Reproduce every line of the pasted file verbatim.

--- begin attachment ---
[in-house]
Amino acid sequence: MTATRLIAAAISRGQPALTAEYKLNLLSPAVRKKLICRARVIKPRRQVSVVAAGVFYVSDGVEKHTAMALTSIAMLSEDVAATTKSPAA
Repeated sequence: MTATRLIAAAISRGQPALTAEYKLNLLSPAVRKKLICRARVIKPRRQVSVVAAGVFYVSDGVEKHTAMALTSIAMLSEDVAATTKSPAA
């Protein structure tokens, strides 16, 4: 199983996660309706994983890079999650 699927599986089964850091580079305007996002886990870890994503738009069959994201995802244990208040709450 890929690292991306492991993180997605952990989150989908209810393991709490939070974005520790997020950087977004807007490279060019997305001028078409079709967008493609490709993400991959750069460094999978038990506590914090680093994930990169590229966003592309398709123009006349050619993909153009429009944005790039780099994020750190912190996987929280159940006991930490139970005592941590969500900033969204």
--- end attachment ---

[in-house]
Amino acid sequence: MTATRLIAAAISRGQPALTAEYKLNLLSPAVRKKLICRARVIKPRRQVSVVAAGVFYVSDGVEKHTAMALTSIAMLSEDVAATTKSPAA
Repeated sequence: MTATRLIAAAISRGQPALTAEYKLNLLSPAVRKKLICRARVIKPRRQVSVVAAGVFYVSDGVEKHTAMALTSIAMLSEDVAATTKSPAA
């Protein structure tokens, strides 16, 4: 199983996660309706994983890079999650 699927599986089964850091580079305007996002886990870890994503738009069959994201995802244990208040709450 890929690292991306492991993180997605952990989150989908209810393991709490939070974005520790997020950087977004807007490279060019997305001028078409079709967008493609490709993400991959750069460094999978038990506590914090680093994930990169590229966003592309398709123009006349050619993909153009429009944005790039780099994020750190912190996987929280159940006991930490139970005592941590969500900033969204």